By Steve Galster – The Independent
The Independent’s Stop the Illegal Wildlife Trade campaign illuminates a criminal underworld that’s as dirty and dangerous as it gets. The slaughter, corruption, and profits of wildlife crime are staggering even to the most experienced law enforcement organisations. The cast of characters driving this multi-billion dollar business are straight out of a Bond movie. But this thriller is darker and real. Unfortunately, the villains in this story are winning.
We are experiencing the fastest rate of species loss ever. Climate change and habitat loss are important factors, but the number one driver of wildlife’s horrific decline is commercial trade.
That traffickers are driving rhinos, tigers, elephants, lions and other iconic animals toward the brink of extinction is not just sad, it spells grave danger for our own survival as well.
Profits from the trade empower cold-hearted syndicates like the one featured in Abbianca Makoni’s feature on rhino trade. My team and I spent 20 years pursuing this global criminal organisation across four continents. Its sinister network consists of former military and police officers, drug traffickers, animal experts, and corporate accountants who know how to cook the books.
This syndicate’s reach extends between China, Vietnam, Laos, Thailand and Malaysia, into Mozambique, South Africa, and through Australia, Taiwan, Hong Kong, and the United States. They outflank enforcement officers by buying them. They purchase rhino horn and ivory from corrupt consulate officers. They own captive wildlife breeding facilities in at least 4 countries that act as laundering mechanisms for smuggled animals. They pay well and on time, which is much more than their counterpart conservation community can say.
These gangs target not only rare and endangered species, but vulnerable people as well. For example, one of them coerced young female sex-trafficked victims to smuggle rhino horns and lion bones from South Africa to Thailand, following criminal “pseudo safari hunts” where they were forced to sign export permits saying they were the hunters and importers. These young women were also forced into performing sex acts on the hunters. When we interviewed the victims in South Africa, they cried not only about what happened to them, but also for the rhinos they witnessed being killed.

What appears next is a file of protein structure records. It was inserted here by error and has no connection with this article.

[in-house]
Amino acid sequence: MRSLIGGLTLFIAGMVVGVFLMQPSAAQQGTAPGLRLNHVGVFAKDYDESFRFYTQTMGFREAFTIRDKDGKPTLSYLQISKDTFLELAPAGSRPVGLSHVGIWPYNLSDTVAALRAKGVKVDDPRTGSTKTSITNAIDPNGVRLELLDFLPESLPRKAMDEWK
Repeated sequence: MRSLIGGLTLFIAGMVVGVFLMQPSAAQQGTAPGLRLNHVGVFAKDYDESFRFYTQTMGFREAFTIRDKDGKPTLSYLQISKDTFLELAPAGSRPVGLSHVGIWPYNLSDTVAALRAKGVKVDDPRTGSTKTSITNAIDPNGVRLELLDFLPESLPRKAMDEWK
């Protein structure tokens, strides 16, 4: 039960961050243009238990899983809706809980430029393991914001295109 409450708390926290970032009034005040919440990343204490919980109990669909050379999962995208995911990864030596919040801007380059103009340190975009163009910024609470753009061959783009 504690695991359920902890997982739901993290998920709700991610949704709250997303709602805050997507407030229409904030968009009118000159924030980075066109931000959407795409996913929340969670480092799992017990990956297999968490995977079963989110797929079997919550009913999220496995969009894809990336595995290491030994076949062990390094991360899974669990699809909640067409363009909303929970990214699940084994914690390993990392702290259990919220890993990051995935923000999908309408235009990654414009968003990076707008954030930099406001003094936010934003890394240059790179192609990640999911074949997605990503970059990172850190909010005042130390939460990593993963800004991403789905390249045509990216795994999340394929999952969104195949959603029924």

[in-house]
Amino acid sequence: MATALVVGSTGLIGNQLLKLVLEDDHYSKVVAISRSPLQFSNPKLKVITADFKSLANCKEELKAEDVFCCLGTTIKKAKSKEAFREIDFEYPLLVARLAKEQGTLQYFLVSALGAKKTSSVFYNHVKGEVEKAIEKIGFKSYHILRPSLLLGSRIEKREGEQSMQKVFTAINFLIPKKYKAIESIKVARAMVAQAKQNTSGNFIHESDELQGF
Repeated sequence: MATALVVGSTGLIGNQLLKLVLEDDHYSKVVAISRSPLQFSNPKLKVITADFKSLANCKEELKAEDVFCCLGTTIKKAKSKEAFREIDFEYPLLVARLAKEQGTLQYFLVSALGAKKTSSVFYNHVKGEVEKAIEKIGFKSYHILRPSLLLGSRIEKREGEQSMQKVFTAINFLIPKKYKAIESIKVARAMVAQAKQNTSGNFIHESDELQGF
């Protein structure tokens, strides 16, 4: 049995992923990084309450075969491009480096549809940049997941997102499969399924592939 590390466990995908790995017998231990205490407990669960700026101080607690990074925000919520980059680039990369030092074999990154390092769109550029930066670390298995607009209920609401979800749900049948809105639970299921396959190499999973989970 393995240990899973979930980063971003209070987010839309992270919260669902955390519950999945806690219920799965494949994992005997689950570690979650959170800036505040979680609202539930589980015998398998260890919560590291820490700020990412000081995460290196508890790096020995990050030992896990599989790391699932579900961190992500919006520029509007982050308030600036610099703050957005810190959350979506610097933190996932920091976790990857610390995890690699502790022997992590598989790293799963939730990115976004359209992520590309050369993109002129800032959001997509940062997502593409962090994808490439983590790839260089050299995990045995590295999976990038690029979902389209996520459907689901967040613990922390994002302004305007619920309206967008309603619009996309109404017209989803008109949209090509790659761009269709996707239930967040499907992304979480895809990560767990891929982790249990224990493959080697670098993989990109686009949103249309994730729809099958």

If you’re picturing hooded gangs that intimidate through brute force, think again. These are professional crooks operating under legal cover, corrupting and weakening security agencies along the way. When police, prosecutors, diplomats, and even baggage handlers go onto the lucrative payroll of rhino and tiger Kingpins and Queenpins, they undermine civil society.
But most concerning is the direct threat these syndicates pose to our health and security.
The WHO’s recent investigation into the origins of Covid-19 point the finger away from Wuhan’s labs and toward wildlife supply chains.
In January 2020, I called Wuhan a “wake-up call”, pointing out that Covid-19, like other zoonotic outbreaks, result from people messing with Mother Nature. Since then, 70 like-minded groups have joined us, forming a global campaign called “EndPandemics”. We are trying to wake the world up to the root causes of zoonotic outbreaks so that we don’t go through this mess again. It’s been frustrating to watch world leaders focus on vaccines, trillion dollar recovery packages, and some on the theory that the virus was leaked from a laboratory. But not on the root causes of pandemics.
But we don’t need to wait for lengthy research results to act. Imagine a group of inspectors going into a fuel depot that blew up, looking for clues, discovering cigarette butts on the ground. They could take forever to determine which cigarette – or other factor—caused the explosion. But you can be sure that as the depot was rebuilt and reopened, the no-smoking regulation would be strictly enforced. We need to rebuild our world with similar precautions. Covid-19 was a bomb. We already know the triggers.
The two biggest drivers of zoonotic outbreaks are destruction of wild animal habitat and commercial trade in wild animals. These actions push and pull wild animals out of their homes and into unnaturally close contact with people and domesticated animals, where they shed viruses that can sicken or kill us. The risk grows in factory farms and crowded urban centres.
All wild animals are majestic and play critically important roles in our ecosystems. Leave them alone and we’re fine. Steal them or destroy their homes, and they become potential sticks of dynamite.
Lets end pandemics by ending commercial trade in wild animals and protecting nature — as if our lives and economies depend on it.